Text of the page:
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New Poll Explores News Media Habits Among Florida Voters

New poll looks at where Florida voters get their news

Florida voters maintain their connection to both traditional and social platforms but turn largely to cable and local news in an age of media distrust and fragmentation, according to a new Florida Atlantic University Mainstreet PolCom Lab poll.

The poll examined voters’ media preferences, trust levels, social media usage and political news discussions to offer a nuanced understanding of the Floridian electorate’s relationship to news media.

Cable News Remains Primary Media Choice for GOP Voters

GOP and Democratic voters differ on where they go for their political news. Cable news emerged as the primary choice for Republicans, with 44 percent indicating viewership, followed by Democrats (32 percent) and Independents (21 percent). Conversely, Democrats and Independents demonstrated a greater reliance on network TV news and newspapers, with 27 percent and 18 percent, respectively, compared to only 10 percent of Republicans. Furthermore, Independents exhibited a higher preference for social media (21 percent) and websites/blogs (23 percent) than Democrats (10 percent and 6 percent, respectively) and Republicans (11 percent and 14 percent, respectively).

Voters Hold Higher Levels of Trust in Local Media, Less in National

Persisting skepticism toward mainstream media becomes apparent from the poll results, with a meager 10 percent of Florida voters professing unwavering trust, while 26 percent express a somewhat trusting sentiment. Gender and political affiliation exhibit noteworthy trends in this regard, as a substantial 45 percent of male voters manifest deep-rooted distrust, whereas only 20 percent of women share this sentiment. Among the political affiliations, Democrats appear more trusting, with 56 percent expressing faith in mainstream media, compared to 32 percent of Independents and 20 percent of Republicans.

However, it is not all skepticism and doubt, as the poll unveils a silver lining for local media with a solid 59 percent of Florida voters placing their trust in local media outlets. Further analysis reveals a slight gender discrepancy, with women (64 percent) displaying marginally higher levels of trust compared to men (55 percent).

Regionally, the Miami area emerges as a bastion of trust in local media, with more than 68 percent of voters expressing confidence. Conversely, the Orlando region lags, with a mere 48 percent reporting trust in local media. Overall, Democrats exhibit higher levels of trust in local media (83 percent) in contrast to Independents (52 percent) and Republicans (48 percent).

“It is great to see that local media is still seen as influential and important to voters,” said Robert Gutsche, Jr., Ph.D., associate professor in the School of Communication and Multimedia Studies. “The challenge is that local news increasingly is seeing its ranks and resources cut, which will further influence how and where voters get their information.”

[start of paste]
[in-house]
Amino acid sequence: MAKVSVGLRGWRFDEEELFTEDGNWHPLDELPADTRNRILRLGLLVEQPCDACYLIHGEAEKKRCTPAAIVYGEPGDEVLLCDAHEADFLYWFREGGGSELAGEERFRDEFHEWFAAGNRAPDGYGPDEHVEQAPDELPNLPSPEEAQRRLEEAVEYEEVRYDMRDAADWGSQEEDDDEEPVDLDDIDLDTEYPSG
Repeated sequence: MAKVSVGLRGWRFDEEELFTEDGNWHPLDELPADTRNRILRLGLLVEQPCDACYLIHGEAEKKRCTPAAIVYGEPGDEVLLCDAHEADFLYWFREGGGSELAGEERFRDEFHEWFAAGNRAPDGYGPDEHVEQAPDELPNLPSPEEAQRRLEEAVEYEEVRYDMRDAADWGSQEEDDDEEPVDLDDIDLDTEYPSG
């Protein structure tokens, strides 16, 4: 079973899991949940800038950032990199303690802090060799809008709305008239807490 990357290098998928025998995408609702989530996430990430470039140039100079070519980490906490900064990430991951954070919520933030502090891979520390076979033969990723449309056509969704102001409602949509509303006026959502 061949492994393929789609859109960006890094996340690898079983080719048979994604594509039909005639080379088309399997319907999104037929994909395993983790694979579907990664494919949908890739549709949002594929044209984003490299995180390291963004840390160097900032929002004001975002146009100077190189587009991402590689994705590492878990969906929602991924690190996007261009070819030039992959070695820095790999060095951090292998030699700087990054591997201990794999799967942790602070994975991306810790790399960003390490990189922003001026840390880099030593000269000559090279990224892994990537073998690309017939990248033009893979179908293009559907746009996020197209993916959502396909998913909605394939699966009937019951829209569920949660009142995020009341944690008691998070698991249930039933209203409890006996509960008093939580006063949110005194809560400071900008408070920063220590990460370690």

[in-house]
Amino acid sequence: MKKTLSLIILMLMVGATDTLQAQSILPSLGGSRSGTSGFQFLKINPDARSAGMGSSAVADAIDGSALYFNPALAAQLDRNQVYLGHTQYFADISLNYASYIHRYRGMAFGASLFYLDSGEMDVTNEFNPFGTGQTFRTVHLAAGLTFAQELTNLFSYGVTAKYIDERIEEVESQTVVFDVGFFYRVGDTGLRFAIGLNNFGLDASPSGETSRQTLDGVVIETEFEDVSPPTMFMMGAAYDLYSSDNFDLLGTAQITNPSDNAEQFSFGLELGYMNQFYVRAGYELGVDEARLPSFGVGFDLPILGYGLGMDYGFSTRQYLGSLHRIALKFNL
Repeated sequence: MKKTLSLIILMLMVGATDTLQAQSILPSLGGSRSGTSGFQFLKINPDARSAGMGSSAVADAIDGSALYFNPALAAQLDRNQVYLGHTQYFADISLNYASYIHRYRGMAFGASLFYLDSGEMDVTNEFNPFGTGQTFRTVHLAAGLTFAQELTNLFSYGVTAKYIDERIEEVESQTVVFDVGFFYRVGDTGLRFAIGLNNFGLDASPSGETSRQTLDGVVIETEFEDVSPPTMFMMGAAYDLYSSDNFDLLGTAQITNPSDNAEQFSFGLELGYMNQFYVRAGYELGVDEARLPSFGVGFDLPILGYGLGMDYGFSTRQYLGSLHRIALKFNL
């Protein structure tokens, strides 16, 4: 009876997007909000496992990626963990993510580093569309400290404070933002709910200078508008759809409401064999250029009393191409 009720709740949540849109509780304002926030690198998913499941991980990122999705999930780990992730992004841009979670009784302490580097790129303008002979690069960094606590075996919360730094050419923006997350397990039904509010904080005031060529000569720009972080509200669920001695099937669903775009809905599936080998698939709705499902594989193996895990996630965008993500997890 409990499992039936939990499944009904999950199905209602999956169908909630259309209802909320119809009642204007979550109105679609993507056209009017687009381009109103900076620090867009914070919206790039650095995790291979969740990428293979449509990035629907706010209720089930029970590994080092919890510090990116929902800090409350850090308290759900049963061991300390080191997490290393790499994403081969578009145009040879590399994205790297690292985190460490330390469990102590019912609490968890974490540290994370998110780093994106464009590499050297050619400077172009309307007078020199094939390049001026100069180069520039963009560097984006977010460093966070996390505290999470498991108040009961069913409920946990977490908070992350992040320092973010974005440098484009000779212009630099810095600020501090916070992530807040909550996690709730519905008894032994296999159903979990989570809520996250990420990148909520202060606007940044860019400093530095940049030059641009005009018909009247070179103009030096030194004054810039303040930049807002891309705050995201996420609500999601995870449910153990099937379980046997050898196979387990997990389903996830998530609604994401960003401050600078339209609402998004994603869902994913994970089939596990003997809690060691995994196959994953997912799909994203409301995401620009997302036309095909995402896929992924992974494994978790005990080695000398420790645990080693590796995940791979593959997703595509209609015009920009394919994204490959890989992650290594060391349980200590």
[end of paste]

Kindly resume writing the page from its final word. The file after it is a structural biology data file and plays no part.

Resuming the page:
Florida Voters Still Rely on Traditional Media to Make Political Choices

Despite prevailing skepticism, the poll underscores Florida voters’ engagement with the news. Approximately 35 percent reported consuming news for more than two hours per day, while 90 percent dedicated at least a few hours per week to news consumption. Although traditional media outlets continue to serve as primary sources of information, 10 percent of Florida voters rely solely on social media for their political information, while 29 percent obtain some information and 27 percent glean at least a little bit of their political information from social media platforms.

According to Kevin Wagner, Ph.D., professor of political science at FAU, “Even in the social media age, cable news continues to be an important source of news for Florida voters, especially Republicans. The television continues to drive a large portion of political consumption.”

Floridians are Talking about Political News

Florida voters are keen to discuss politics: 43 percent of respondents engage in political conversations occasionally, and 29 percent indicate extensive involvement in political dialogue.     

“Politics play an important role in our everyday lives,” said Carol Bishop Mills, Ph.D., professor of communication at FAU. “Although there are social taboos surrounding political discussions, it is evident that people are talking, and they should be.”

Although Florida voters are discussing politics, they are not necessarily expanding their views in those talks. Many of these conversations (56 percent) took place with individuals who sometimes agreed and sometimes disagreed, while 25 percent occurred with like-minded individuals. Surprisingly, conversations with individuals holding opposing views occurred only 10 percent of the time.

“Listening and communicating with others who hold different beliefs are valuable skills,” Mills said. “Having difficult conversations and expanding our perspectives help us avoid merely confirming our own worldview.”   

The poll, conducted from June 27 to July 1, included a sample of 933 Florida voters. The margin of error stands at +/- 3.2 percentage points at the 95-percent confidence level, with higher margins of error in each subsample. The survey utilized automated telephone interviews (Smart IVR) for data collection.


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